BioWorld International Correspondent
Efforts by Zealand Pharma A/S to establish modulators of gap junction proteins as a new therapeutic category have received a big pharma-sized boost in the shape of Wyeth, which has entered an agreement based around a peptide, ZP123, that appears to offset ventricular arrhythmia (dangerously abnormal heart beat) by modulating gap junction activity.
Jacob Dynnes Hansen, chief financial officer of Glostrup, Denmark-based Zealand, told BioWorld International he was unaware of any other biotech-pharma collaborations focused on that area. "This is a compound deal based on ZP123. It just happens to be the first agreement based on gap junction modulation," he said.
Terms of the agreement were not disclosed. The companies will cooperate on further preclinical development of ZP123. "We expect that will move into clinical development within a short period," Hansen said. Madison, N.J.-based Wyeth would then take on the clinical development program. Zealand will receive research fees, plus milestone payments and royalties on eventual product sales. Hansen said that over its life the deal will make "a considerable contribution" toward funding the company's operations.
Although defined as a two-year pact initially, it includes provisions for two one-year extensions. Wyeth has also negotiated an exclusive option for a broad collaboration program to identify additional compounds that act on gap junction channels. Although the current focus of the agreement is on cardiac disease, Hansen said there is nothing in it that would prevent a move into other indications.
Gap junction channels play a central role in intercellular communication throughout the vertebrate world. They are composed of connexins, membrane-bound protein building blocks that allow free passage of ions and small hydrophilic molecules among neighboring cells, thereby contributing to overall physiological coordination of tissues and homeostasis.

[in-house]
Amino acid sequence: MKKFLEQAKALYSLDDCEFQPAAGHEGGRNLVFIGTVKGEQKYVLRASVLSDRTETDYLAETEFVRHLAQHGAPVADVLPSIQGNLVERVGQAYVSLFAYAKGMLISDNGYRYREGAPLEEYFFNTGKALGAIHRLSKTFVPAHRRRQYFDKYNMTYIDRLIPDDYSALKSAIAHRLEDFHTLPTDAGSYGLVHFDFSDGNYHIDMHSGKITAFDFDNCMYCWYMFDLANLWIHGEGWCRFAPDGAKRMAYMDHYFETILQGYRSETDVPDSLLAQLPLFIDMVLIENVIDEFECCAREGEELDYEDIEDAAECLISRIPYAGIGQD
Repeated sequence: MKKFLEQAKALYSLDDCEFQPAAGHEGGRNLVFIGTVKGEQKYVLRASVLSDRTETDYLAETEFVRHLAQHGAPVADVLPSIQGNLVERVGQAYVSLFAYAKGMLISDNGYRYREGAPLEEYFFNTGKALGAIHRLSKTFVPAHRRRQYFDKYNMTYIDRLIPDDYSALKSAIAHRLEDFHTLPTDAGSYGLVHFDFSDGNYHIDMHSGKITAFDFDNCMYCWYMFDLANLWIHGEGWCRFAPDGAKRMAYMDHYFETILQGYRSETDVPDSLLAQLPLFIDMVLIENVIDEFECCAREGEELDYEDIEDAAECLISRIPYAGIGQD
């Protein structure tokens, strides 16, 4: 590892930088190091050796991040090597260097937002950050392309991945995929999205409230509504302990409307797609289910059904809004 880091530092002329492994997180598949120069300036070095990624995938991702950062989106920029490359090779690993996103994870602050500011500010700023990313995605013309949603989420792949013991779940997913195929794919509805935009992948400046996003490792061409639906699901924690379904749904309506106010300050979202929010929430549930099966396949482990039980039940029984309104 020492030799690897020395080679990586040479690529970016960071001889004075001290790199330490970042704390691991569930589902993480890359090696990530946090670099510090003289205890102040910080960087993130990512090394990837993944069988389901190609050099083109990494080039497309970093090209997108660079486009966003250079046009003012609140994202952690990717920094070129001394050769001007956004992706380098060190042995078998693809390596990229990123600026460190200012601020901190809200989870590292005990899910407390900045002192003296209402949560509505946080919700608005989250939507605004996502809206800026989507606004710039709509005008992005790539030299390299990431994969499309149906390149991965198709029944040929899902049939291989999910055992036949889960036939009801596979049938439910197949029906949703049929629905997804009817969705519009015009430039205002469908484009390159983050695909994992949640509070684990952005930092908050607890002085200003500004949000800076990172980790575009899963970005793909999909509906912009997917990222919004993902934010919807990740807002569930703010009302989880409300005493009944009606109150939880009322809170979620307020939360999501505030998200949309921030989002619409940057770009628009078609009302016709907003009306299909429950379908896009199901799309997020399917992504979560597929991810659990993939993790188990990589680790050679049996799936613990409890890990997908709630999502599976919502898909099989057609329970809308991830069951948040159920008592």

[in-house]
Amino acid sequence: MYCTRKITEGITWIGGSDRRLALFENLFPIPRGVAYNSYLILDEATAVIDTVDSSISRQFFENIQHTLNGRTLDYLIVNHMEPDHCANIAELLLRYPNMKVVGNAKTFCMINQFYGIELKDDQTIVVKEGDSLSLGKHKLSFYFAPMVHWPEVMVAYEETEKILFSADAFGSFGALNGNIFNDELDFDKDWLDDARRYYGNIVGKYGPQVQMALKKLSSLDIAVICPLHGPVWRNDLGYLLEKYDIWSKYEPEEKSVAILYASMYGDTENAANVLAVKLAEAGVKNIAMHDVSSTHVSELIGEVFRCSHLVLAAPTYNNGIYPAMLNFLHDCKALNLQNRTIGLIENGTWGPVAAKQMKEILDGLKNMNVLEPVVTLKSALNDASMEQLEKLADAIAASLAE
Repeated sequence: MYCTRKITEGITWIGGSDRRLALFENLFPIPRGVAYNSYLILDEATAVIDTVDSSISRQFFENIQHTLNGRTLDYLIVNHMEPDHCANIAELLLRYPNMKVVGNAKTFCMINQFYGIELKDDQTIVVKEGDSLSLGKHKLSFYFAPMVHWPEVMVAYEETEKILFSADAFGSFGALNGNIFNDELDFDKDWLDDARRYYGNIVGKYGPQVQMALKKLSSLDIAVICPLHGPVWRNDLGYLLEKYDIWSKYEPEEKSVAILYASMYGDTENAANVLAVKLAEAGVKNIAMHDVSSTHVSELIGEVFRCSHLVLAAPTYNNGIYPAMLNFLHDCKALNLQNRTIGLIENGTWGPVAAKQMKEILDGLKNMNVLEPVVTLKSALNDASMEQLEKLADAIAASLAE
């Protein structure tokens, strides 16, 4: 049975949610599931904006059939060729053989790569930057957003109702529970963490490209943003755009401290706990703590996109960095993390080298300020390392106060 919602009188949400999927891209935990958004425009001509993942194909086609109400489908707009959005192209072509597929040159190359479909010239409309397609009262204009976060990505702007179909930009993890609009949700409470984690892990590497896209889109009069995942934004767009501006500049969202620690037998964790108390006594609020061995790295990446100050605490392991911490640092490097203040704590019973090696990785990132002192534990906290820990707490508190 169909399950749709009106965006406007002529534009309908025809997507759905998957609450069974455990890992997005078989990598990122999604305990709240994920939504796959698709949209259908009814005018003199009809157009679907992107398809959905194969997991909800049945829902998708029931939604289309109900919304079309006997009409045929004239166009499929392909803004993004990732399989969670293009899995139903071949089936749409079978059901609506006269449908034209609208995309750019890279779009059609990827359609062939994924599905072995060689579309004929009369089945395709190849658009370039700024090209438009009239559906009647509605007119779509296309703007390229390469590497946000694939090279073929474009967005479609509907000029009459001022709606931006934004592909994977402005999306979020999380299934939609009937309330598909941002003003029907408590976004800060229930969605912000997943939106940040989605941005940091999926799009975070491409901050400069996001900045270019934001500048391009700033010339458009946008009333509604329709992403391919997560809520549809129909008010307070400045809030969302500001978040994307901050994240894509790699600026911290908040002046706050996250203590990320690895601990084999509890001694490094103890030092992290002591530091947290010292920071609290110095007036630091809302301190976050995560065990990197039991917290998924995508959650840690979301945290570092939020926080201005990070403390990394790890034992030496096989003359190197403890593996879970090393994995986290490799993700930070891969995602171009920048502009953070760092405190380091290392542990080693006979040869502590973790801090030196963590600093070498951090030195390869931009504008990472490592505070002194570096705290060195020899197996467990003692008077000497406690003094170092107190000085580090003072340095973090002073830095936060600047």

Disruptions to gap junction channels are implicated in a variety of conditions. ZP123, Hansen said, appears to have a selective effect on impaired gap junction channels. "What we have been able to show is that we can re-establish gap communication in cells under stress. We see no effect on normal cells."
Biological understanding of gap junction functioning is still at an early stage of development, and Zealand does not have a screening system in place for detecting lead compounds. "What we have done so far is extrapolated from known peptides and modified in various ways their chemical structures and applied them in various ways to gap junction models," Hansen said. ZP123, he said, was modeled on the anti-arrhythmic peptide AAP10, although its precise mode of action is not understood. "It's still early in terms of getting a full insight into the mechanism," Hansen said.